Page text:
What is the mysterious allure of AFRICA?

Deb with Boys500pxAny idea of the size of Africa? – We all know it’s big.  A quick check with Wikipedia let’s us know that the continent covers 30.3 million sq. kms (11.7 million sq. miles).  To put that into perspective it is larger than the combination of: China, the continental United States, all of Western Europe, Argentina, India, the British Isles and 3 Scandinavian countries.

Within that size are 53 independent countries.

A great part of Africa is covered by desert.  Africa is home to 3 deserts which together make up more than a quarter of the continent’s area.  The Sahara, covering much of Africa north of the equator, is the largest desert in the world.  The Namib in Namibia has been around for at least 80 million years, making it the oldest desert.  The Kalahari in southern Africa is relatively well vegetated thanks to occasional rainfall.

So much for Africa 101 – it is a project that could keep anyone occupied for a very long time.

As travellers who want to discover and learn for themselves, Africa has many specific countries and regions and is well worth making the journey.

In these times of realization of the earth’s fragility we are finding that our clients are making their travel plans with certain priorities in mind.  They want to learn, to experience, to interact with different cultures and therefore to appreciate what this beautiful and diverse world has to offer.

Many African countries have past and ongoing social scars that will only heal and fade as younger generations come along and begin researching for themselves the many opportunities of discovery that are waiting to be had on the ‘Dark Continent’. 

I was recently drawn to an article on Uganda.  More because I became familiar with making travel arrangements here for one of our clients who after one of our East Africa safaris, (Kenya and Tanzania)  made a point to visit their ‘World Vision’ child in Uganda.  They returned elated with the experience of meeting a child and visiting her village that they have been supporting for some time but also the hospitality shown to them and the lush beauty of the country itself.   Their main comment was that Uganda offered an undeveloped beauty and a welcoming atmosphere that they would be happy to return to and to promote to others thinking of trying Uganda.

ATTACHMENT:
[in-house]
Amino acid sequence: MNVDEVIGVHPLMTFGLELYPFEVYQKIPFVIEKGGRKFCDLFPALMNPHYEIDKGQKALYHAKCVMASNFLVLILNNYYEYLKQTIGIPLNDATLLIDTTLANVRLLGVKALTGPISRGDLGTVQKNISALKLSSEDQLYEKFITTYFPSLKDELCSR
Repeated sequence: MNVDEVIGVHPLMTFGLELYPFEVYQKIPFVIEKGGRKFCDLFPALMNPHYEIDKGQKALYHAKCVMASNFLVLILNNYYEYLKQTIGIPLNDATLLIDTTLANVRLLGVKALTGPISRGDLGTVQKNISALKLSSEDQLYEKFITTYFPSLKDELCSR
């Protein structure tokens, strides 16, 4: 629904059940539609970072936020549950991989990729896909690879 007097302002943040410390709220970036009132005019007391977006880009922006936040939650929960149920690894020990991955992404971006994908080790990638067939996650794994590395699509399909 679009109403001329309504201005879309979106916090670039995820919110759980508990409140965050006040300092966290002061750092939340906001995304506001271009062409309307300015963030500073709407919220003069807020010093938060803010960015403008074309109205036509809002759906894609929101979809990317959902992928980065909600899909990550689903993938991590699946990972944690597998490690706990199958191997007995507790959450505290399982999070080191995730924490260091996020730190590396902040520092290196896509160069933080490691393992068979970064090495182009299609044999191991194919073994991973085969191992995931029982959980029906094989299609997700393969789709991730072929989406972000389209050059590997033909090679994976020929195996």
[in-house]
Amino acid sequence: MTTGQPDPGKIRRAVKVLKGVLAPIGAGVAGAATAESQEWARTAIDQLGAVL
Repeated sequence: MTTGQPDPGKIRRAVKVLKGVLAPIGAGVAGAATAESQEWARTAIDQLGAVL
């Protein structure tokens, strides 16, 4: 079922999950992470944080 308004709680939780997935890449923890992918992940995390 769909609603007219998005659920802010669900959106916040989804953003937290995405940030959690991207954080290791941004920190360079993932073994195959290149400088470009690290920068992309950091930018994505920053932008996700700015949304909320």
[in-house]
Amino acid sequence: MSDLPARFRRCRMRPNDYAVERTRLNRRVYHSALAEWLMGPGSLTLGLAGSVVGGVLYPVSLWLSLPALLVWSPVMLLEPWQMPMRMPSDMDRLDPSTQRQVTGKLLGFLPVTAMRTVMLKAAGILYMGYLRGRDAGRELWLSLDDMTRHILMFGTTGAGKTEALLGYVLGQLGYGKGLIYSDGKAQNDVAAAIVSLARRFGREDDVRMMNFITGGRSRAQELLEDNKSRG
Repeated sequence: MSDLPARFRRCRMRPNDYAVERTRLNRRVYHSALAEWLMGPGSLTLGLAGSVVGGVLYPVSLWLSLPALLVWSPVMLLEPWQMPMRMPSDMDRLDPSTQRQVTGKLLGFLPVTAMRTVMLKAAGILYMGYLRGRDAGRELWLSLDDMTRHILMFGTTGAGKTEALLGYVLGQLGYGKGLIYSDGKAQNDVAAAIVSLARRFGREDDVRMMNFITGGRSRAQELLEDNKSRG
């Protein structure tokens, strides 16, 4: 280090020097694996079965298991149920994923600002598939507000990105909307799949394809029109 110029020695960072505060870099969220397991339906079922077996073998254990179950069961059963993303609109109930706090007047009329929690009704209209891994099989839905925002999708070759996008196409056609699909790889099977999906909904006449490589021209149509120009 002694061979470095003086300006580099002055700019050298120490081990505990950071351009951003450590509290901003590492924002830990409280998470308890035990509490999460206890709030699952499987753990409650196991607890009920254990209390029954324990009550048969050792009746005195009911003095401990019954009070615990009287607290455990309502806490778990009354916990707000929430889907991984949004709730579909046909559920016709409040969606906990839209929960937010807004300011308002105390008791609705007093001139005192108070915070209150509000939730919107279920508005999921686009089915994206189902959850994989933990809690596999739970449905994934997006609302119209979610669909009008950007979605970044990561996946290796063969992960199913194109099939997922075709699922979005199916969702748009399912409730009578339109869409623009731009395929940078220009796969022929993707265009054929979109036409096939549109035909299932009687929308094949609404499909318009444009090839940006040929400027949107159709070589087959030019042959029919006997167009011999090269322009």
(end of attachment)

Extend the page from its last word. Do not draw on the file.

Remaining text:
I had a conversation with an African conservationist who explained that in general the nations of Africa contribute a negative carbon footprint.  Africa’s sustainability depends on Tourism as much as Agriculture to survive.  He made the point that Africa desperately needs Tourism to assist them to keep their commitment to preserve the wildlife habitat infrastructure that they have put in place and are prepared to trade that negative footprint to offset the carbon emissions created by travellers who visit Africa.

This comment really hits home as you travel through the vast countryside and through the villages as you move from lodge to lodge on safari.  Everyone plants their own crops around their homes making every inch on their property productive with organic produce.   It is not unusual to see a child tending the family’s small heard of 6 or 7 goats when they are not in school.  They walk everywhere and frequently with jugs of water or baskets of food on top of their heads.  If nothing else it makes one think about our own activities and definition of necessities at home.  

It is wonderfully easy to participate in a small way that really makes a difference.  Did you know that $5.00 buys a malaria net to give a child which will help them stay healthy?  

African weaving300px

Nanyuki spinners weavers300px

During one safari we were travelling between the Aberdares around Mt. Kenya toward Lake Nakuru and through Nanyuki.  The night before, our drivers mentioned that a joint effort between Canada and the US created a Women’s Co-op in Nanyuki.  They built a weaving factory in an abandoned building and asked if we would like to visit them.  We said yes and were delighted to see their operation consisting of 12 sheep grazing on the property.  At this Co-op, they shear the sheep themselves, card the wool, wash it and then dye it in colours obtained from the local vegetation and produce wonderful woven products - shawls, floor mats, tablecloths etc.  We all bought something and enjoyed the experience. 

Primary school near Nayuki spinners300px

Connected to the property was a gate. As we were leaving one of our group members couldn’t resist and opened the gate.  To our delight a rush of 5 year olds, all dressed in crisp blue uniforms came tearing at us calling and laughing and each one wanting a hug.  We just happened upon them at their play break
and the young teacher invited us in to have a look at their school room and their work.   It was great to see and meet so many smiling, happy, exuberant faces.  Such a special moment!

To learn more, check out our blog “What’s it like? The Ultimate Wildlife Experience: On Safari in East Africa” and also view the itinerary for our 2017 Classic East Africa Safari tour.